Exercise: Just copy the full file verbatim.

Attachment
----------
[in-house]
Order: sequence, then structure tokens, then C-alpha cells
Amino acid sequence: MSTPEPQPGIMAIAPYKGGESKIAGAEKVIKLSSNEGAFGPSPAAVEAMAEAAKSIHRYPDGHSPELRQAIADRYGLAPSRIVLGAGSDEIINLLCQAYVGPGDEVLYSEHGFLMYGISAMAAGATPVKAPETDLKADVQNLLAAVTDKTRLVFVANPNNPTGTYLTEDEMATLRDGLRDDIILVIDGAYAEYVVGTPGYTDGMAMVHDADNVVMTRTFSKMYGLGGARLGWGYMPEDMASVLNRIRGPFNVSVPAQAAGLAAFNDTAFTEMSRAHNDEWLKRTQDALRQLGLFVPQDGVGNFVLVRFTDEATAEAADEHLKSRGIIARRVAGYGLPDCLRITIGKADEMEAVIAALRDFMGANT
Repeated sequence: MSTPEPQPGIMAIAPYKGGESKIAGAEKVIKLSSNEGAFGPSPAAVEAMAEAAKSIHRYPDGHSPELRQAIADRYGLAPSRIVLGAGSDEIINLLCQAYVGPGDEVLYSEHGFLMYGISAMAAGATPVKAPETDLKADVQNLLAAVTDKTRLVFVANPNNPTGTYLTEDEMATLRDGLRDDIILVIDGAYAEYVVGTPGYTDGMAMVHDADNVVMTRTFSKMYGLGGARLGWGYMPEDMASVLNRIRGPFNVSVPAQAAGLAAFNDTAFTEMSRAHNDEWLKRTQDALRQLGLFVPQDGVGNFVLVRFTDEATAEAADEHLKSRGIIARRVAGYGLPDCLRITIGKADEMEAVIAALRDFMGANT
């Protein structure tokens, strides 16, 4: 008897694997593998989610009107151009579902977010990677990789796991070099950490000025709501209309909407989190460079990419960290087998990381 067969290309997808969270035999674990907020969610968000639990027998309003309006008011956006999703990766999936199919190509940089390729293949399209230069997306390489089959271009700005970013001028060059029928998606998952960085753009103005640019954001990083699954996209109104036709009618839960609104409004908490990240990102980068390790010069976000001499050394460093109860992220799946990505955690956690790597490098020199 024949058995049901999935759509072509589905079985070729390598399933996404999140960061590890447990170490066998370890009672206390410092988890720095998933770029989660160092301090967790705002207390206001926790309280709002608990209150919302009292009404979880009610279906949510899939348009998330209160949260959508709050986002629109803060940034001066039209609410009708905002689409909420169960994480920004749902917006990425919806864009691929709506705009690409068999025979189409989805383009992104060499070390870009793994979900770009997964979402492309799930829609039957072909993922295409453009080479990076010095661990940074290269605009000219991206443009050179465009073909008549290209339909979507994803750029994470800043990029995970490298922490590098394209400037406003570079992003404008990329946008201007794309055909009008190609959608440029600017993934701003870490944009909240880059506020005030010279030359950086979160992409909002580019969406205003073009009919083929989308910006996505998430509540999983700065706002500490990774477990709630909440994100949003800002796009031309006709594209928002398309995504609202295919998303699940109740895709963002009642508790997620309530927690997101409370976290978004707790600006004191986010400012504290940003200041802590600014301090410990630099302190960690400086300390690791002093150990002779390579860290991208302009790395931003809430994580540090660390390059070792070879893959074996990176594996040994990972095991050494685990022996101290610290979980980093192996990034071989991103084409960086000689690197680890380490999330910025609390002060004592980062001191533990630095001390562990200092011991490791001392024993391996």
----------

[in-house]
Order: sequence, then structure tokens, then C-alpha cells
Amino acid sequence: MSTPEPQPGIMAIAPYKGGESKIAGAEKVIKLSSNEGAFGPSPAAVEAMAEAAKSIHRYPDGHSPELRQAIADRYGLAPSRIVLGAGSDEIINLLCQAYVGPGDEVLYSEHGFLMYGISAMAAGATPVKAPETDLKADVQNLLAAVTDKTRLVFVANPNNPTGTYLTEDEMATLRDGLRDDIILVIDGAYAEYVVGTPGYTDGMAMVHDADNVVMTRTFSKMYGLGGARLGWGYMPEDMASVLNRIRGPFNVSVPAQAAGLAAFNDTAFTEMSRAHNDEWLKRTQDALRQLGLFVPQDGVGNFVLVRFTDEATAEAADEHLKSRGIIARRVAGYGLPDCLRITIGKADEMEAVIAALRDFMGANT
Repeated sequence: MSTPEPQPGIMAIAPYKGGESKIAGAEKVIKLSSNEGAFGPSPAAVEAMAEAAKSIHRYPDGHSPELRQAIADRYGLAPSRIVLGAGSDEIINLLCQAYVGPGDEVLYSEHGFLMYGISAMAAGATPVKAPETDLKADVQNLLAAVTDKTRLVFVANPNNPTGTYLTEDEMATLRDGLRDDIILVIDGAYAEYVVGTPGYTDGMAMVHDADNVVMTRTFSKMYGLGGARLGWGYMPEDMASVLNRIRGPFNVSVPAQAAGLAAFNDTAFTEMSRAHNDEWLKRTQDALRQLGLFVPQDGVGNFVLVRFTDEATAEAADEHLKSRGIIARRVAGYGLPDCLRITIGKADEMEAVIAALRDFMGANT
């Protein structure tokens, strides 16, 4: 008897694997593998989610009107151009579902977010990677990789796991070099950490000025709501209309909407989190460079990419960290087998990381 067969290309997808969270035999674990907020969610968000639990027998309003309006008011956006999703990766999936199919190509940089390729293949399209230069997306390489089959271009700005970013001028060059029928998606998952960085753009103005640019954001990083699954996209109104036709009618839960609104409004908490990240990102980068390790010069976000001499050394460093109860992220799946990505955690956690790597490098020199 024949058995049901999935759509072509589905079985070729390598399933996404999140960061590890447990170490066998370890009672206390410092988890720095998933770029989660160092301090967790705002207390206001926790309280709002608990209150919302009292009404979880009610279906949510899939348009998330209160949260959508709050986002629109803060940034001066039209609410009708905002689409909420169960994480920004749902917006990425919806864009691929709506705009690409068999025979189409989805383009992104060499070390870009793994979900770009997964979402492309799930829609039957072909993922295409453009080479990076010095661990940074290269605009000219991206443009050179465009073909008549290209339909979507994803750029994470800043990029995970490298922490590098394209400037406003570079992003404008990329946008201007794309055909009008190609959608440029600017993934701003870490944009909240880059506020005030010279030359950086979160992409909002580019969406205003073009009919083929989308910006996505998430509540999983700065706002500490990774477990709630909440994100949003800002796009031309006709594209928002398309995504609202295919998303699940109740895709963002009642508790997620309530927690997101409370976290978004707790600006004191986010400012504290940003200041802590600014301090410990630099302190960690400086300390690791002093150990002779390579860290991208302009790395931003809430994580540090660390390059070792070879893959074996990176594996040994990972095991050494685990022996101290610290979980980093192996990034071989991103084409960086000689690197680890380490999330910025609390002060004592980062001191533990630095001390562990200092011991490791001392024993391996």